Colombia’s capital city, Bogotá, home to eight million residents has offered to receive an estimated 4,000 Afghan refugees as they await visa processing by U.S immigration authorities. The announcement that the Colombian government will offer safe haven to men, women and children fleeing Taliban persecution and reprisals, was confirmed by President Iván Duque during a media briefing accompanied by vice-President Marta Lucía Ramírez and U.S Ambassador Philip Goldberg.

“Colombia and the United States are united by the defense of democracy, defense of human rights, defense of women’s rights and caring for people in need,” stated President Duque, while highlighting two centuries of diplomatic relations. Colombia had expressed its willingness to receive Afghan interpreters, translators and other at-risk personnel when it signed an official document last month along with 100 other U.S allies. President Duque also confirmed that the United States will cover all the costs of temporary asylum. “The hospitality for this short-term effort will be Colombian. The costs, American,” added the U.S diplomat.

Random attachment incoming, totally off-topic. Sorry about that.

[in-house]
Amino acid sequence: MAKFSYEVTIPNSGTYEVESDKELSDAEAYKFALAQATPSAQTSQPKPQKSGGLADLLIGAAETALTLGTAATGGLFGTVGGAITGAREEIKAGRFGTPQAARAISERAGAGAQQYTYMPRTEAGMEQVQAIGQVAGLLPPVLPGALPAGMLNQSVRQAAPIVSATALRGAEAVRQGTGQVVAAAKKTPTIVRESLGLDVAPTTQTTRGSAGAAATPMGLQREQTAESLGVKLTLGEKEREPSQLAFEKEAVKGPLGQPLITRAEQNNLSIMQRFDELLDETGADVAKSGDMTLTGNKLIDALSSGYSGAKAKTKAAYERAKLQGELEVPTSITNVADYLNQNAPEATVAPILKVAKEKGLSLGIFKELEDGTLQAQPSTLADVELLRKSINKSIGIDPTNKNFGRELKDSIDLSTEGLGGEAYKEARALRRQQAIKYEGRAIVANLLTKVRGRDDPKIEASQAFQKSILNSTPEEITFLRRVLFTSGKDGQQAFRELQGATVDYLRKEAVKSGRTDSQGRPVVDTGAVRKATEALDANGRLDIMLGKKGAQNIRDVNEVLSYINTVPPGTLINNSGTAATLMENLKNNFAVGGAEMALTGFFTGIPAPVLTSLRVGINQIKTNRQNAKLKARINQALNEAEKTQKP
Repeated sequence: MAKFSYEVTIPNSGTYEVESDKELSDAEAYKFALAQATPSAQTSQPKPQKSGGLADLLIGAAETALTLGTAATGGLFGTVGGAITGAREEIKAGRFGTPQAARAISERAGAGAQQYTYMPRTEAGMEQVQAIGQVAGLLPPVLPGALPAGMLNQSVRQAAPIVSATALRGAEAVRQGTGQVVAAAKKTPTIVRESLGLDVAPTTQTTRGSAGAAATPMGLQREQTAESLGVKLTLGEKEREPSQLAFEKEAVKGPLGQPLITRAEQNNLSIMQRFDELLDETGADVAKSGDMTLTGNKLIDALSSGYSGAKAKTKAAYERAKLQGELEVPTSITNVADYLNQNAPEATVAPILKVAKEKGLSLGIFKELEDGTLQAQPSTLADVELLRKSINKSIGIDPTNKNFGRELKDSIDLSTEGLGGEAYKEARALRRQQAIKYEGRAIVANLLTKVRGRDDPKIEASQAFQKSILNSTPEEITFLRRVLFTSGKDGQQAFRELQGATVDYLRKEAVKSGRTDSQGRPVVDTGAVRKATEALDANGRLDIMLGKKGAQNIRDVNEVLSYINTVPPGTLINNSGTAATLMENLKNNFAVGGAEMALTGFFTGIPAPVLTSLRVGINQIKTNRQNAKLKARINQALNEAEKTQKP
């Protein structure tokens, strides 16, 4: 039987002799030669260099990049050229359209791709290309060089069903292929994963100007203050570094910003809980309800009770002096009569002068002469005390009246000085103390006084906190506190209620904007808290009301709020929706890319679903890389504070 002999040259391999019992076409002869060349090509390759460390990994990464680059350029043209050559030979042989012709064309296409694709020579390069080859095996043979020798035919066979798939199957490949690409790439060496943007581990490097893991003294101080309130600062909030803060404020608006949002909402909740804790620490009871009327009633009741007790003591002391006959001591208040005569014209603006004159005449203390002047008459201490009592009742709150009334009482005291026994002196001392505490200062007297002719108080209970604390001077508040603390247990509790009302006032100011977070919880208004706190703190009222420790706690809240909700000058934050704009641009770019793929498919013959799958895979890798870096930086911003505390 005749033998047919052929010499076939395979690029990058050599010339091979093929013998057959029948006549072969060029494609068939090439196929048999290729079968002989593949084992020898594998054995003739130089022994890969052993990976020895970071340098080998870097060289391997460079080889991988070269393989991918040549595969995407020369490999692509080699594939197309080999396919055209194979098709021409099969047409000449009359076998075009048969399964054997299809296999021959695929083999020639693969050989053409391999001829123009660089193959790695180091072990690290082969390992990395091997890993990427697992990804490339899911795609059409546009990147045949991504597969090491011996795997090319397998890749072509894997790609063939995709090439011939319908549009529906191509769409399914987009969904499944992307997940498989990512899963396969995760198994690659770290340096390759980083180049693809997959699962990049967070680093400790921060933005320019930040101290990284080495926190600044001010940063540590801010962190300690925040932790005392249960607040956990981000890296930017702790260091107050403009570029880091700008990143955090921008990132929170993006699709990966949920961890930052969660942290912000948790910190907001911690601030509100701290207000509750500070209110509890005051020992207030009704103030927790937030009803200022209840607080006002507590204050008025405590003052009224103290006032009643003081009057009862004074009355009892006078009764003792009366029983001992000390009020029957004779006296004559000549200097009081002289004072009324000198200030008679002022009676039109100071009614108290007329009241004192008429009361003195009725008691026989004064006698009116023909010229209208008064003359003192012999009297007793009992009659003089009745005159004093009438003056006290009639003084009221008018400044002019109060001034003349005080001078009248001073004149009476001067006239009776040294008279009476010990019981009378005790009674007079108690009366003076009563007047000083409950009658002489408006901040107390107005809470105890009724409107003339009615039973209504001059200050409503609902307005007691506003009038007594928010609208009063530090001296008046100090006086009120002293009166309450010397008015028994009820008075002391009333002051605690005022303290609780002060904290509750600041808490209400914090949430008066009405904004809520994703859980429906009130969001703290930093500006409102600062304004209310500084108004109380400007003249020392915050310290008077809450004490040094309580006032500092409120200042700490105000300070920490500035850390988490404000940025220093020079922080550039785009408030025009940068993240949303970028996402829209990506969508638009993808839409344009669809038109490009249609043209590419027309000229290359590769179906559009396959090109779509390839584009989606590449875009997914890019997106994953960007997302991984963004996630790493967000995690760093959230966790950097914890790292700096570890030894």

The Afghan refugees will be processed for the Special Immigrant Visa – SIV. According to the Center for Strategic and International Studies (CSIS) around 20,000 Afghans are being processed for an SIV, while up to 70,000 Afghans – including applicants and their immediate family members – are also eligible. With the official government announcement, Mayor Claudia López issued statement in which she affirms the district’s humanitarian role: “Bogotá is a city that welcomes anyone who needs it.”